Beginning to Remember


(Kathleen T. Rhem)

I can’t help but notice a trend recently, that America is beginning to remember the real reason for Memorial Day. Local papers feature articles about Memorial Day services, the holiday’s history, or the families of the fallen, putting them above the fold. Pictures of the fallen are prominently displayed. Arguably the best of all is by Gannett Government Media, the parent company of Military Times, which has honored the fallen every year since 9/11.

Stories about camping and picnics have been relegated to secondary articles.

A few years ago my posts were indignant. The press had forgotten. I cannot say for sure, but I think America is remembering again.

Memorial Day is a day of tribute to honor those who died serving their country, not a day to buy a mattress. They left the security of their hometowns and traveled to distant lands to defend us. To borrow from a quote from Senator John McCain, they were the shield behind which marches the enduring message of our revolution. There is not higher duty; there is no higher honor.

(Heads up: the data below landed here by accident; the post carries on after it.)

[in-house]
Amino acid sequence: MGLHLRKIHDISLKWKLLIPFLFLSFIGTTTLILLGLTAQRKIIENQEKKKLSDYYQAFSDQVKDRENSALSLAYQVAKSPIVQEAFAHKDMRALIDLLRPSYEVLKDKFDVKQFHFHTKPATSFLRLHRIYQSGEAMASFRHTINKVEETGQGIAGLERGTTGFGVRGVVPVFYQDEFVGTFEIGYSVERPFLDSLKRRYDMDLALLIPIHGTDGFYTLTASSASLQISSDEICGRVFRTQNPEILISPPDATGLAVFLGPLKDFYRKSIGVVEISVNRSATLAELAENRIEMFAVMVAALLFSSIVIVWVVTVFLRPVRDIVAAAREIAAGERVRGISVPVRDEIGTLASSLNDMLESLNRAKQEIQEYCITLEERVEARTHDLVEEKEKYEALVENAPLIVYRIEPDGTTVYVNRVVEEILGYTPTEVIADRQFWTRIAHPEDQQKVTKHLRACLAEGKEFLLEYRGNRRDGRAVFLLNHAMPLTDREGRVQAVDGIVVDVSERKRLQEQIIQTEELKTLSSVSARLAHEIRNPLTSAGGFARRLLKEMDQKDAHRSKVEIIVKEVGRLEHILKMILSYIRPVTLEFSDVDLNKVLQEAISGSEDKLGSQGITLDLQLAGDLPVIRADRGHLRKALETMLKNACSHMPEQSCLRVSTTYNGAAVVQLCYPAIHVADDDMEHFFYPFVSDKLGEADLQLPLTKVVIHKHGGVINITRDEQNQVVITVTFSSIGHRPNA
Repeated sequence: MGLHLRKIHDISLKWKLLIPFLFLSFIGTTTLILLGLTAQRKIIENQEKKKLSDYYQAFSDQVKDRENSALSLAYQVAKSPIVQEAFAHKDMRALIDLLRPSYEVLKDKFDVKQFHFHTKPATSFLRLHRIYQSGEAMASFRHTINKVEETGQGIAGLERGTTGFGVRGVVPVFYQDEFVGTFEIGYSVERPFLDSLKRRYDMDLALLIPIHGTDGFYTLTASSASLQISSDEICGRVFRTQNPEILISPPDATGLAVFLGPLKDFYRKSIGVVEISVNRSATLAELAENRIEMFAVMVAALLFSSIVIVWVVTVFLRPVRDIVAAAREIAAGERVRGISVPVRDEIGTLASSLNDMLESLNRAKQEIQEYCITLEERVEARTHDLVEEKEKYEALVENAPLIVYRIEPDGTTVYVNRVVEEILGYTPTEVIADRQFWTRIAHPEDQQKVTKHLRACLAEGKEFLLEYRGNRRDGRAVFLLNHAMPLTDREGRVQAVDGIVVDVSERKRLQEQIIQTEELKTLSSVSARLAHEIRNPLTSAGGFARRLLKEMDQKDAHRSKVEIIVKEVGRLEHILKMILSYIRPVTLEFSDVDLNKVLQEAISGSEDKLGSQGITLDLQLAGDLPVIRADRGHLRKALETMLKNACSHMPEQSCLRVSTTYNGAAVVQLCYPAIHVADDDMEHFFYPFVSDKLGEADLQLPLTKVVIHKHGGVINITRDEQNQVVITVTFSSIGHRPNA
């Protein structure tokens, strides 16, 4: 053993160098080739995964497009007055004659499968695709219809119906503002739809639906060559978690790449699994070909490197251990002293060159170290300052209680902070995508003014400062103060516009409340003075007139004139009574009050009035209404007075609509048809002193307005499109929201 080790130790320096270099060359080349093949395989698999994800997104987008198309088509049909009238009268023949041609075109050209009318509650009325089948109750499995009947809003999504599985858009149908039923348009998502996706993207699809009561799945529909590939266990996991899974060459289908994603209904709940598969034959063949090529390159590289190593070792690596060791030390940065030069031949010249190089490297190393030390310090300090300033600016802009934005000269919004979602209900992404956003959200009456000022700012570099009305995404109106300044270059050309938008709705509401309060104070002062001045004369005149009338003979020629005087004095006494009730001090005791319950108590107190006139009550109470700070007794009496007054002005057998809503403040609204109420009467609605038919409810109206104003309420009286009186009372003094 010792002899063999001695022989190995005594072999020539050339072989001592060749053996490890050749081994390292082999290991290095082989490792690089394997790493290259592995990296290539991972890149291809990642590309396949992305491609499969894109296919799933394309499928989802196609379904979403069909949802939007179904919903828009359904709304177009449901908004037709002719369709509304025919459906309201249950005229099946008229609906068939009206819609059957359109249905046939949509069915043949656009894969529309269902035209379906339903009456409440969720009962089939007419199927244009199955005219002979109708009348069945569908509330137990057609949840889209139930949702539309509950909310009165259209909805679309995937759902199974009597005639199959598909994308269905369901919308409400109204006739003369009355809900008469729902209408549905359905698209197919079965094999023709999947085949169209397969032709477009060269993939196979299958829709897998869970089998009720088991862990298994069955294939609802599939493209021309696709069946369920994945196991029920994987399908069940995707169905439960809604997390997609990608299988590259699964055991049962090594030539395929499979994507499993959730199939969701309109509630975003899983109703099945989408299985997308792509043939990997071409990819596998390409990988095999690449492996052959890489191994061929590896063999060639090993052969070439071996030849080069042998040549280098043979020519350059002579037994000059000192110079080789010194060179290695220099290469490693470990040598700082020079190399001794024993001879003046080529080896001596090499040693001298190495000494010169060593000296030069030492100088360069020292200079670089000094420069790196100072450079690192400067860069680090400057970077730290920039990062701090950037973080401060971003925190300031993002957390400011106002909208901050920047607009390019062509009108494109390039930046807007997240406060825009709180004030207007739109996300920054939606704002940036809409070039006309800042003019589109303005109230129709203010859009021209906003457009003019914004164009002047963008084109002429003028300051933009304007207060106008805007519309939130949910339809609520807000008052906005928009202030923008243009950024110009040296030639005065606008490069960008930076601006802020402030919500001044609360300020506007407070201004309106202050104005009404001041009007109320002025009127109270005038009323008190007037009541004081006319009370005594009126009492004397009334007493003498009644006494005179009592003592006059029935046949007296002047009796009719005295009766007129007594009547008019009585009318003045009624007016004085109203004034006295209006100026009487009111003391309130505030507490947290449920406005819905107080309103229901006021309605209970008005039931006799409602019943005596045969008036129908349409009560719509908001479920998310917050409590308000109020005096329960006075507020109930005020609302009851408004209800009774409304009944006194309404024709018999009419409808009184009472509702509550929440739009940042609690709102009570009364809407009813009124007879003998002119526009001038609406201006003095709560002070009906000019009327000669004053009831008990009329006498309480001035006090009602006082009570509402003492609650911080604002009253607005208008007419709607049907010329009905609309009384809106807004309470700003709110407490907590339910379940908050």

I have had the privilege of working with veterans who sacrificed for their country and will wear the scars for the rest of their lives. Many of them carry with them the memories of close friends who sacrificed even more. Each of them honors their fallen comrades in their own personal and private way.

But the point is, they remember.

Roughly a third of all Americans know someone who has served in the military. Only one percent have actually served. This is unsettling, but I find it comforting to know that the other 99 percent share in the recognition that those who never came home must be honored. They are the reason we enjoy the privileges of life in America. Without them we would have nothing.

Honor them. Remember them. Pray for their families left behind.

Not just on Memorial Day, but always.


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